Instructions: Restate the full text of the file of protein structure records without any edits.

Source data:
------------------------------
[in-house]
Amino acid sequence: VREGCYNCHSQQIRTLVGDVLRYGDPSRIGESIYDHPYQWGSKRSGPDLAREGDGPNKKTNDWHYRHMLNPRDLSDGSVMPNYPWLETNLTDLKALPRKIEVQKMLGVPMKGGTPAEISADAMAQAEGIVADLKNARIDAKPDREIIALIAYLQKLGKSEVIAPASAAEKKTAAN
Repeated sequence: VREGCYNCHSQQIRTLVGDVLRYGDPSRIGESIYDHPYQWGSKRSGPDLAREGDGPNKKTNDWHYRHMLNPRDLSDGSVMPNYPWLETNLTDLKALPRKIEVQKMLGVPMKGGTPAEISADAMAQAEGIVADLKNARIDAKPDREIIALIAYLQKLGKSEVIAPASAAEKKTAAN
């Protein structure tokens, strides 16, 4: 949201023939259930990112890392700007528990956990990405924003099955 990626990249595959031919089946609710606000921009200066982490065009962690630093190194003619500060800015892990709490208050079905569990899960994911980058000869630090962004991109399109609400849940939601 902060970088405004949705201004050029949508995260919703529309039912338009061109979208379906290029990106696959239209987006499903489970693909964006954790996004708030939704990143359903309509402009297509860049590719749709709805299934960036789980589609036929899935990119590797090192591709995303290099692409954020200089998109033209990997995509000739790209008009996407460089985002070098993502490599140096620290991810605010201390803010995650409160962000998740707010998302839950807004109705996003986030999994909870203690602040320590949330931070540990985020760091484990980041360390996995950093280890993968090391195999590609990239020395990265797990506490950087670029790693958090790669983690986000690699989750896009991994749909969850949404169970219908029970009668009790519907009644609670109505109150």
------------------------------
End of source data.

[in-house]
Amino acid sequence: VREGCYNCHSQQIRTLVGDVLRYGDPSRIGESIYDHPYQWGSKRSGPDLAREGDGPNKKTNDWHYRHMLNPRDLSDGSVMPNYPWLETNLTDLKALPRKIEVQKMLGVPMKGGTPAEISADAMAQAEGIVADLKNARIDAKPDREIIALIAYLQKLGKSEVIAPASAAEKKTAAN
Repeated sequence: VREGCYNCHSQQIRTLVGDVLRYGDPSRIGESIYDHPYQWGSKRSGPDLAREGDGPNKKTNDWHYRHMLNPRDLSDGSVMPNYPWLETNLTDLKALPRKIEVQKMLGVPMKGGTPAEISADAMAQAEGIVADLKNARIDAKPDREIIALIAYLQKLGKSEVIAPASAAEKKTAAN
């Protein structure tokens, strides 16, 4: 949201023939259930990112890392700007528990956990990405924003099955 990626990249595959031919089946609710606000921009200066982490065009962690630093190194003619500060800015892990709490208050079905569990899960994911980058000869630090962004991109399109609400849940939601 902060970088405004949705201004050029949508995260919703529309039912338009061109979208379906290029990106696959239209987006499903489970693909964006954790996004708030939704990143359903309509402009297509860049590719749709709805299934960036789980589609036929899935990119590797090192591709995303290099692409954020200089998109033209990997995509000739790209008009996407460089985002070098993502490599140096620290991810605010201390803010995650409160962000998740707010998302839950807004109705996003986030999994909870203690602040320590949330931070540990985020760091484990980041360390996995950093280890993968090391195999590609990239020395990265797990506490950087670029790693958090790669983690986000690699989750896009991994749909969850949404169970219908029970009668009790519907009644609670109505109150």